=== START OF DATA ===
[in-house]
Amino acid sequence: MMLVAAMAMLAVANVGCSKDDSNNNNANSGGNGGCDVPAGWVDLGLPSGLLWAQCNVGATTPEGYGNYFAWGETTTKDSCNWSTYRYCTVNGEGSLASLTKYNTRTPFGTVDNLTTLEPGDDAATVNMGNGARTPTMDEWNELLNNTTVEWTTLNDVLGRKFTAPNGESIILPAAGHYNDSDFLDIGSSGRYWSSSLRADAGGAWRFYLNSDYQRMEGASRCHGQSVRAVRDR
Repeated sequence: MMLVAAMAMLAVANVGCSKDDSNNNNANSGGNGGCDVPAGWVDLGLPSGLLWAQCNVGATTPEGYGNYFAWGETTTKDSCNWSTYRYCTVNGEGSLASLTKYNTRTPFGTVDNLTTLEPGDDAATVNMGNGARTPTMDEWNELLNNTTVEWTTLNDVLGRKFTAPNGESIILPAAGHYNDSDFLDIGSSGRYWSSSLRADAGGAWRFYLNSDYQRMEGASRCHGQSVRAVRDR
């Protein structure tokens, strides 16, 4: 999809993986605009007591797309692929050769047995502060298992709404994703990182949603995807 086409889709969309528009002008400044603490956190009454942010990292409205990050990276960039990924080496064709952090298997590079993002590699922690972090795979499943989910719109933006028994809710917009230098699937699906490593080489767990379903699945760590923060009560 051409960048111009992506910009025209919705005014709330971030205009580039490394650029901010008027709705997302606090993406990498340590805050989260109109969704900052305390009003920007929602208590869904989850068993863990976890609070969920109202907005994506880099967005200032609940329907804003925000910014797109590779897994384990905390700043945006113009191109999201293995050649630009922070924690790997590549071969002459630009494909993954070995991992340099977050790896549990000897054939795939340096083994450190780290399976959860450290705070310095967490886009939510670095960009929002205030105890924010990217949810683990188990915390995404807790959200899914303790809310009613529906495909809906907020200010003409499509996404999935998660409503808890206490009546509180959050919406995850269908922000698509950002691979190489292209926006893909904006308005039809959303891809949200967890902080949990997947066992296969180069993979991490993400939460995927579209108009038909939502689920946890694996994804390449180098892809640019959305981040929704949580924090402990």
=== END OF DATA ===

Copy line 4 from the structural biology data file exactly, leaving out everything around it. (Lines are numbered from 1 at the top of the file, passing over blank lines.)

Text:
């Protein structure tokens, strides 16, 4: 999809993986605009007591797309692929050769047995502060298992709404994703990182949603995807 086409889709969309528009002008400044603490956190009454942010990292409205990050990276960039990924080496064709952090298997590079993002590699922690972090795979499943989910719109933006028994809710917009230098699937699906490593080489767990379903699945760590923060009560 051409960048111009992506910009025209919705005014709330971030205009580039490394650029901010008027709705997302606090993406990498340590805050989260109109969704900052305390009003920007929602208590869904989850068993863990976890609070969920109202907005994506880099967005200032609940329907804003925000910014797109590779897994384990905390700043945006113009191109999201293995050649630009922070924690790997590549071969002459630009494909993954070995991992340099977050790896549990000897054939795939340096083994450190780290399976959860450290705070310095967490886009939510670095960009929002205030105890924010990217949810683990188990915390995404807790959200899914303790809310009613529906495909809906907020200010003409499509996404999935998660409503808890206490009546509180959050919406995850269908922000698509950002691979190489292209926006893909904006308005039809959303891809949200967890902080949990997947066992296969180069993979991490993400939460995927579209108009038909939502689920946890694996994804390449180098892809640019959305981040929704949580924090402990």